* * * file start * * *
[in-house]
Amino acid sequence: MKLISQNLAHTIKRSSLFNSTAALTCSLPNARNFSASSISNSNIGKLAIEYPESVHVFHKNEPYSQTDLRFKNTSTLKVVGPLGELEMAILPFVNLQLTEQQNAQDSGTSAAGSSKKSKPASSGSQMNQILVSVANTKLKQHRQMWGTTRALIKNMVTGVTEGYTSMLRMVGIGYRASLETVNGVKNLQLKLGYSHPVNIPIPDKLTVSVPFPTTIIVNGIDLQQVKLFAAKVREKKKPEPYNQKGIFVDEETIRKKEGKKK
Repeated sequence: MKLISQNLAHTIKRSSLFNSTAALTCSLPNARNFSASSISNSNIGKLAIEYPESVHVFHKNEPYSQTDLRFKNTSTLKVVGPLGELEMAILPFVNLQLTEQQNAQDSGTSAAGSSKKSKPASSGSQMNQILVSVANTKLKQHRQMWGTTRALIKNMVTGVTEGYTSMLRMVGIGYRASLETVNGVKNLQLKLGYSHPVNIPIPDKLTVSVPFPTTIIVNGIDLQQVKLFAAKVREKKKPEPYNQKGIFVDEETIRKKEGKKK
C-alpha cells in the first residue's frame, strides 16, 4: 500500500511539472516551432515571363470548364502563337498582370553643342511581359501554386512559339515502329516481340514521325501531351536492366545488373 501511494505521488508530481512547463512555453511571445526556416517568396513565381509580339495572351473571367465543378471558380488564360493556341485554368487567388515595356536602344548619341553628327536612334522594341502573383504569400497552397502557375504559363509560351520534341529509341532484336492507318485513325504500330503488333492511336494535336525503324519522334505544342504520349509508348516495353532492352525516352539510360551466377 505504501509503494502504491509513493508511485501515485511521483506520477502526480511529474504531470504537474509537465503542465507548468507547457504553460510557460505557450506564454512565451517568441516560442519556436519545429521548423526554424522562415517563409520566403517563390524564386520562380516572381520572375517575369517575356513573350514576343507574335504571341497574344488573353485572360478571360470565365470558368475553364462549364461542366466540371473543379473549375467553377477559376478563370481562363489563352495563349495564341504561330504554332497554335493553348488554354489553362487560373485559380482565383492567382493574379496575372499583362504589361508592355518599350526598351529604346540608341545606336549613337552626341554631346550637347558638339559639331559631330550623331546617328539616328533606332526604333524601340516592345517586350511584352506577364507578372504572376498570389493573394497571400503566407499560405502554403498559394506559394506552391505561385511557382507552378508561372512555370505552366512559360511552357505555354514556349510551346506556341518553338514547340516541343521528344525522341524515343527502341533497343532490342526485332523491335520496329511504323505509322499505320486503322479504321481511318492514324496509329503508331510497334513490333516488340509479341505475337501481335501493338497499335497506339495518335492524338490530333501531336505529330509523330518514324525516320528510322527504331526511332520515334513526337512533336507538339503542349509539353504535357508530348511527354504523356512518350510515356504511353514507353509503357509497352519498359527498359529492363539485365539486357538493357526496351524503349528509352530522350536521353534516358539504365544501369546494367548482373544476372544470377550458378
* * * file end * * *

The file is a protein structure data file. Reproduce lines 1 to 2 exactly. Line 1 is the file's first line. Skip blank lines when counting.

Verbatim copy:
[in-house]
Amino acid sequence: MKLISQNLAHTIKRSSLFNSTAALTCSLPNARNFSASSISNSNIGKLAIEYPESVHVFHKNEPYSQTDLRFKNTSTLKVVGPLGELEMAILPFVNLQLTEQQNAQDSGTSAAGSSKKSKPASSGSQMNQILVSVANTKLKQHRQMWGTTRALIKNMVTGVTEGYTSMLRMVGIGYRASLETVNGVKNLQLKLGYSHPVNIPIPDKLTVSVPFPTTIIVNGIDLQQVKLFAAKVREKKKPEPYNQKGIFVDEETIRKKEGKKK